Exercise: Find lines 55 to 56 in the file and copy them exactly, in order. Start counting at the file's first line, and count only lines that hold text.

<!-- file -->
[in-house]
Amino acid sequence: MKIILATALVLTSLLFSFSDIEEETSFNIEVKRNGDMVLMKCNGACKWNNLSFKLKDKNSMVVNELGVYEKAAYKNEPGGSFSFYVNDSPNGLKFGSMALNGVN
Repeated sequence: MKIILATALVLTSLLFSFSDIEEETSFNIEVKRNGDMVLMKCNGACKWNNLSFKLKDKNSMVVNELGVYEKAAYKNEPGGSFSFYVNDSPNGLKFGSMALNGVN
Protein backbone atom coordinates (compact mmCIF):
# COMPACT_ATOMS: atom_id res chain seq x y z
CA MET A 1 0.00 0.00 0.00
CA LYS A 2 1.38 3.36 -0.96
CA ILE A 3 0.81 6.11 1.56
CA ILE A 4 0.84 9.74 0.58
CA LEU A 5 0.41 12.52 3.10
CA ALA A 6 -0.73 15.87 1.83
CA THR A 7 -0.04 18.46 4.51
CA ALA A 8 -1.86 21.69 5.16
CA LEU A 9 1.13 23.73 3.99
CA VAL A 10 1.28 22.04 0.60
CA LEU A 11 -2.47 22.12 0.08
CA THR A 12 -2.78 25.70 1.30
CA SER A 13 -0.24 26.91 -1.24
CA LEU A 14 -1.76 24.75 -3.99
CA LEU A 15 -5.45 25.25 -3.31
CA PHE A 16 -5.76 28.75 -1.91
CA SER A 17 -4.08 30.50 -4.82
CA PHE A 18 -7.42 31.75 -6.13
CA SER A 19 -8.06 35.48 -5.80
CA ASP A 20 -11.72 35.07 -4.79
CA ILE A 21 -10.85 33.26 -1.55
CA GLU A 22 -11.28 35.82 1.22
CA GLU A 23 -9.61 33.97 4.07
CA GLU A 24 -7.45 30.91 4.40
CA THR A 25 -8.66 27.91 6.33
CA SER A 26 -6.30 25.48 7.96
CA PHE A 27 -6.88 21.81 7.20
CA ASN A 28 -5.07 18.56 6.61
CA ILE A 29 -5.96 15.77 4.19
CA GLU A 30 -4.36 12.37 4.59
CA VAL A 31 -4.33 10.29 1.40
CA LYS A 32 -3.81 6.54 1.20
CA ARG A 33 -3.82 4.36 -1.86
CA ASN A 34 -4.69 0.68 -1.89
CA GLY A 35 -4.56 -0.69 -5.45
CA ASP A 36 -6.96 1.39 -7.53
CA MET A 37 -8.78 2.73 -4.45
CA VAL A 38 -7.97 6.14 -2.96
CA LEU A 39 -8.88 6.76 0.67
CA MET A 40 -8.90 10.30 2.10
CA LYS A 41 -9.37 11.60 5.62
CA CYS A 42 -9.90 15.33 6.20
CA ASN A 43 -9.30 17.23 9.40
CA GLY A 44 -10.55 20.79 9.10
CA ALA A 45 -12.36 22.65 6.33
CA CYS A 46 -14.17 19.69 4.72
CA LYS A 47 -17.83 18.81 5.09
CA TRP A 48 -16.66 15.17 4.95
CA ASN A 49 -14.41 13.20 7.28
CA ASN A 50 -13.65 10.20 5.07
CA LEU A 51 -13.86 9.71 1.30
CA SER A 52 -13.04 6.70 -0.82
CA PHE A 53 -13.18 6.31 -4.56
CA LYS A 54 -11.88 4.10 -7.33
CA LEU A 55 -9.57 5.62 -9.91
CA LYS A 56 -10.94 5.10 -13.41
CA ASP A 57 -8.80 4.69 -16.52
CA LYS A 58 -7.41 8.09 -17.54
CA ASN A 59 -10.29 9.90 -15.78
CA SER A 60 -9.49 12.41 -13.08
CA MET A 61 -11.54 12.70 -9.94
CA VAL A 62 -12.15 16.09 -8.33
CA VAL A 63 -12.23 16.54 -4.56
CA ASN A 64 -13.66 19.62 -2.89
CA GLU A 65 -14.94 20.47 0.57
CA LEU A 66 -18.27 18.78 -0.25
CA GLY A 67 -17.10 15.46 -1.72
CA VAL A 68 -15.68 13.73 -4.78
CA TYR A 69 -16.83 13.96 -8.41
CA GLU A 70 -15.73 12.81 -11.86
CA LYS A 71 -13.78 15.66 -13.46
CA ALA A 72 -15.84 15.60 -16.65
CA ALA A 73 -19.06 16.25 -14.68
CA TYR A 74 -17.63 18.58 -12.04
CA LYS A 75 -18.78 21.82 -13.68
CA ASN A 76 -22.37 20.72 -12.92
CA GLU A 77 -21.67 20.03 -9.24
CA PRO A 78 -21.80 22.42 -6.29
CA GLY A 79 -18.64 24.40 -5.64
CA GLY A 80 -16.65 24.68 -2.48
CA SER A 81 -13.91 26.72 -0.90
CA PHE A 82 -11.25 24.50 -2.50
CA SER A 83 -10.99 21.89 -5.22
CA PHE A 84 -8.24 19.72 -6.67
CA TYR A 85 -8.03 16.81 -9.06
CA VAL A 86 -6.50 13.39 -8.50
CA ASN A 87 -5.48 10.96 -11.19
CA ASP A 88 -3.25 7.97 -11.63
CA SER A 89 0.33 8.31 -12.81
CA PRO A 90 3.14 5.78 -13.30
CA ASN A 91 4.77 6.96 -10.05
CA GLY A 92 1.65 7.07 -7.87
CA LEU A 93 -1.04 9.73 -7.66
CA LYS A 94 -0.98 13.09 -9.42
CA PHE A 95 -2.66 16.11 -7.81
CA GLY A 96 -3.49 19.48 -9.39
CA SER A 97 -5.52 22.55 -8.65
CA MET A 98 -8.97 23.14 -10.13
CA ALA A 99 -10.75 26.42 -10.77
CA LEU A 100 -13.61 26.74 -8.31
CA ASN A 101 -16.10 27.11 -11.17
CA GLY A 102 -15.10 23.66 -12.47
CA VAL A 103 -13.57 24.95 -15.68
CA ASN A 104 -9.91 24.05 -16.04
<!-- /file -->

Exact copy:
CA ASN A 50 -13.65 10.20 5.07
CA LEU A 51 -13.86 9.71 1.30